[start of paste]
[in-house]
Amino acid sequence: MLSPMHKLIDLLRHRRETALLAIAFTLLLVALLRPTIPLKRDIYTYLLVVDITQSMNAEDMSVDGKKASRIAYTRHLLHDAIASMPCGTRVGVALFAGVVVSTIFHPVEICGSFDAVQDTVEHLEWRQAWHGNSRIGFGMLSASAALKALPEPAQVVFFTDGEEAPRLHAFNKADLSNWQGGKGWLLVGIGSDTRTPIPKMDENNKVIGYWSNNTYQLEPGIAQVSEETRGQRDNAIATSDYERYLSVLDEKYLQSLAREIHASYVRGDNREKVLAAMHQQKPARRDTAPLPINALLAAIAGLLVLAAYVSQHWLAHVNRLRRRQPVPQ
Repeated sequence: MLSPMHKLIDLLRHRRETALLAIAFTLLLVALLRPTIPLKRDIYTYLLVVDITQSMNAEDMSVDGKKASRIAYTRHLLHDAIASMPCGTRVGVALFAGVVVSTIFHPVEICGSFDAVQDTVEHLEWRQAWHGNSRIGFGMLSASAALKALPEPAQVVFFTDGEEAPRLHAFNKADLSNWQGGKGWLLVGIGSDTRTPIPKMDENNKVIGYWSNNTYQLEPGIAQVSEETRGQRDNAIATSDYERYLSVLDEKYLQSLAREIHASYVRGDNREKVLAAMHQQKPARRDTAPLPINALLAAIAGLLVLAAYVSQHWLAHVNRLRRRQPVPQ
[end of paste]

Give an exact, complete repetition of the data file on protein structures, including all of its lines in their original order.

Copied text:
[in-house]
Amino acid sequence: MLSPMHKLIDLLRHRRETALLAIAFTLLLVALLRPTIPLKRDIYTYLLVVDITQSMNAEDMSVDGKKASRIAYTRHLLHDAIASMPCGTRVGVALFAGVVVSTIFHPVEICGSFDAVQDTVEHLEWRQAWHGNSRIGFGMLSASAALKALPEPAQVVFFTDGEEAPRLHAFNKADLSNWQGGKGWLLVGIGSDTRTPIPKMDENNKVIGYWSNNTYQLEPGIAQVSEETRGQRDNAIATSDYERYLSVLDEKYLQSLAREIHASYVRGDNREKVLAAMHQQKPARRDTAPLPINALLAAIAGLLVLAAYVSQHWLAHVNRLRRRQPVPQ
Repeated sequence: MLSPMHKLIDLLRHRRETALLAIAFTLLLVALLRPTIPLKRDIYTYLLVVDITQSMNAEDMSVDGKKASRIAYTRHLLHDAIASMPCGTRVGVALFAGVVVSTIFHPVEICGSFDAVQDTVEHLEWRQAWHGNSRIGFGMLSASAALKALPEPAQVVFFTDGEEAPRLHAFNKADLSNWQGGKGWLLVGIGSDTRTPIPKMDENNKVIGYWSNNTYQLEPGIAQVSEETRGQRDNAIATSDYERYLSVLDEKYLQSLAREIHASYVRGDNREKVLAAMHQQKPARRDTAPLPINALLAAIAGLLVLAAYVSQHWLAHVNRLRRRQPVPQ